Cisco Eyes Better Analytics Through ‘DNA’
As the 800-pound gorilla in networking, Cisco already plays a major role in moving data around the globe. But with today’s launch of its new Digital Network Architecture (DNA) strategy, the company has big plans to make data analytics more pervasive across the enterprise.
The new DNA architecture marks a major change for Cisco (NASDAQ: CSCO), the 31-year-old company that makes the lion’s share of the world’s switches, routers, and other network gear. In addition to being a vehicle to further Cisco’s strategy in hot technology areas like software defined networking (SDN) and network function virtualization (NFV), DNA is also a vehicle for enabling Cisco customers to do more analytics.
Specifically, DNA will bring customers new capabilities in the areas of security, Internet of Things (IoT), mobile, and location-aware analytics strategies, says Prashanth Shenoy, Cisco’s senior director of product and solutions marketing for its enterprise network and mobility business.
“Data for our customers is the new oil,” Shenoy tells Datanami. “The faster a customer can glean insights from the data, the better off they are to provide a more innovative experience and roll out services a lot faster in a way that matters for their end users.”
Cisco’s network gear has always collected data that IT professionals could use, such as for troubleshooting poor application performance or detecting the presence of malware on networks. But DNA’s analytics focus is targeting the line of business, not the IT department. Specifically, organizations in the healthcare, manufacturing, education, and retail industries will benefit from DNA by enabling more granular collection of data at the network layer, Shenoy says.
“The network provides a lot of analytics in terms of bandwidth utilization around application performance, etc,” he says. “The Digital Network Architecture expands that to provide insights around users and their behavior, around security threats and their behavior, and around applications and their behavior. So it’s fundamentally more about valuable insights for the line of business beyond IT, and using that to drive new experiences and new innovation.”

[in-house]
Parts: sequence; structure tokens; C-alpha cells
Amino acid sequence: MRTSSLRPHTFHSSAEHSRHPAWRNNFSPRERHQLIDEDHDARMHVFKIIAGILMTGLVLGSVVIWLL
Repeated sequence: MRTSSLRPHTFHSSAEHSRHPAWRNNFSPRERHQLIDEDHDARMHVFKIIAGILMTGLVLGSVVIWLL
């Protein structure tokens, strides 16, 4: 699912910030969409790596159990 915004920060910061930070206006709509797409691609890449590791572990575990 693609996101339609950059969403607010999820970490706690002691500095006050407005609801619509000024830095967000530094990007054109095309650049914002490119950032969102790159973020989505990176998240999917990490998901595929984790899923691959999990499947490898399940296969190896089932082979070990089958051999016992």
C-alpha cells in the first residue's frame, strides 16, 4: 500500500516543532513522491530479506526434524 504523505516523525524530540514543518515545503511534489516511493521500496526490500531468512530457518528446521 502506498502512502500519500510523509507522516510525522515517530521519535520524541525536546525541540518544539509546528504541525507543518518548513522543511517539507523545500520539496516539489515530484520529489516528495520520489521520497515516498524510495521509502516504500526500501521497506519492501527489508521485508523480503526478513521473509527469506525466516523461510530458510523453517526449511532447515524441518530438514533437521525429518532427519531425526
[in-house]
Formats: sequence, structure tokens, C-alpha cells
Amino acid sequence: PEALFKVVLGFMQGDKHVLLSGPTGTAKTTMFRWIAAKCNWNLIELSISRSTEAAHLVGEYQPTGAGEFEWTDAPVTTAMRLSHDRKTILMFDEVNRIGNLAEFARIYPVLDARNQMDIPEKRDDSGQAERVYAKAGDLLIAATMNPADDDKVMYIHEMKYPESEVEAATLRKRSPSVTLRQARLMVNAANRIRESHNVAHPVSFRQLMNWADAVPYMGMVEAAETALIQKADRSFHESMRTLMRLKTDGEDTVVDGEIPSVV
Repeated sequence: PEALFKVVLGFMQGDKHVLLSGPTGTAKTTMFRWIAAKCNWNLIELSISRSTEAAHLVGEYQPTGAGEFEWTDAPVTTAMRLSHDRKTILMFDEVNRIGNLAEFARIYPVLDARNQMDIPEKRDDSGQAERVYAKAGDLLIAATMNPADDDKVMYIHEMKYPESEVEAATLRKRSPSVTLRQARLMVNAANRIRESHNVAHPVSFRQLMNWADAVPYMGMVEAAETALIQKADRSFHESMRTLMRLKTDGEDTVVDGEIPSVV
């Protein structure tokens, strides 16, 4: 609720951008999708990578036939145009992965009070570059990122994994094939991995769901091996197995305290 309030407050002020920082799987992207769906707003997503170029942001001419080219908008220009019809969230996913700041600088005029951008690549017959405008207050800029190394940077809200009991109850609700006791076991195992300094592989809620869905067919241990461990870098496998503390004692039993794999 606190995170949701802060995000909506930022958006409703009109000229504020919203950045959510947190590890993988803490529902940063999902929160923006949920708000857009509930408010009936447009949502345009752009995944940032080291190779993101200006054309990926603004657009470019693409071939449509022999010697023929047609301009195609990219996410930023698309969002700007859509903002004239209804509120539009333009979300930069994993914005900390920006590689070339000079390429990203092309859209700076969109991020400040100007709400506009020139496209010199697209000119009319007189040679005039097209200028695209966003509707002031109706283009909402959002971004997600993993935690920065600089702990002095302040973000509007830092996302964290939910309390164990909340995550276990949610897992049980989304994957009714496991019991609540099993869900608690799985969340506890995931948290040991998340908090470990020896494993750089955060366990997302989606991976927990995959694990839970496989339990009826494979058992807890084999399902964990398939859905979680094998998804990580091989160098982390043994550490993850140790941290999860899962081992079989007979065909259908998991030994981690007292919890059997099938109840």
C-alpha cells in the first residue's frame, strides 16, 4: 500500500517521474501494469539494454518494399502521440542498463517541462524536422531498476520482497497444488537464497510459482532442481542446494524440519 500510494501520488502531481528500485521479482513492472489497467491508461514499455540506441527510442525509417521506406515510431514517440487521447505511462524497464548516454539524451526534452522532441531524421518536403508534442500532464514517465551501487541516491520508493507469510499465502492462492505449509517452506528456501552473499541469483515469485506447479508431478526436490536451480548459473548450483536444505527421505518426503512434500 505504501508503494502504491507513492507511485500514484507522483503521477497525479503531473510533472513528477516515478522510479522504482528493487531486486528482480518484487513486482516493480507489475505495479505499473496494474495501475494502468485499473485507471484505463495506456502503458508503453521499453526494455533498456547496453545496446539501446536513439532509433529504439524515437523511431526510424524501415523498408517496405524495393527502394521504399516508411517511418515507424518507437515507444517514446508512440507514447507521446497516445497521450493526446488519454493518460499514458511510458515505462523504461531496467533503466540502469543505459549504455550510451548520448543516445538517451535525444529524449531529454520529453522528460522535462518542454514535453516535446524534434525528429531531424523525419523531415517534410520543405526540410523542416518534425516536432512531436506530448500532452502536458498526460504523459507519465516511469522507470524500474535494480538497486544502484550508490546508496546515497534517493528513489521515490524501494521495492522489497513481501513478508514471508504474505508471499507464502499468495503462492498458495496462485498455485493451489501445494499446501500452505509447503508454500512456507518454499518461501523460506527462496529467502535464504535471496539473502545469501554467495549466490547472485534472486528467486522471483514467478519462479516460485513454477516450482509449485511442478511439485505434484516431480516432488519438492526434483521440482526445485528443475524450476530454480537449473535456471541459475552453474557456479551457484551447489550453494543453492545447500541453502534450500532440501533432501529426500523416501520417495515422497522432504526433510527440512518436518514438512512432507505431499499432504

The DNA imprint will eventually be felt across Cisco’s product lines, but for now its biggest impact will be felt in Cisco ONE Software, which is a suite of software that customers can use to manage DNA-ready networking gear. Cisco ONE includes new products like the Application Policy Infrastructure Controller-Enterprise Module (APIC-EM) automation platform, Enterprise NFV, and CMX Cloud.
Much of DNA’s analytics story appears to revolve around CMX Cloud, which will enable customers to better collect data, and to perform “presence analytics,” where data is analyzed and aggregated according to the location collected from a mobile device or other sensor. This will be useful for better understanding customer behavior, and also for doing security analytics. CMX Cloud becomes available in June.
Cisco says that customers will get better access to higher-grade location analytics because it’s baking these analytic capabilities directly into network gear and the iOS operating system, and exposing the management interface as software as a service (SaaS) application available on the cloud.
Analytics performed on the CMX Cloud will also boost the security of Cisco customers, Shenoy says.
“This is a complete feedback loop where the data generated on the network is leverage by a software platform that detects anomalies in the data, and sends that data to another software platform that provides a policy that can go back to the network to prevent these threats or mitigate the threats from happening,” he says. “This is an example of a software solution that’s not just meant to manage the network, but it’s meant to manage the threats and security posture on top of that.”
Cisco previously provided some security detection capabilities for its networking customers (you can read about that big data project here). But the advent of an end-to-end solution like DNA enables the company to expand and deepen the type of security-related analytic activity that it can offer to its networking clients. It also works to eliminate the average six-month window that currently exists between when a security threat is first detected and when action is taken.
“We were providing advanced malware protection on top of it, [but] they were acting in silos,” he says. “It provided for a branch or a WAN or a campus environment, and it didn’t have a complete closed feedback loop, if you will, where the threats are constantly detected on the network, can be analyzed, and proactive action taken immediately on top of it. This is what we’ve done with DNA, which is bring it all together–the detection, the fencing of the threat, the analyzing of the threat, and the protection and enforcement of the threat, all coming together, in every single system.”
The $49 billion-company announced DNA at its annual user conference being held this week in San Diego, California.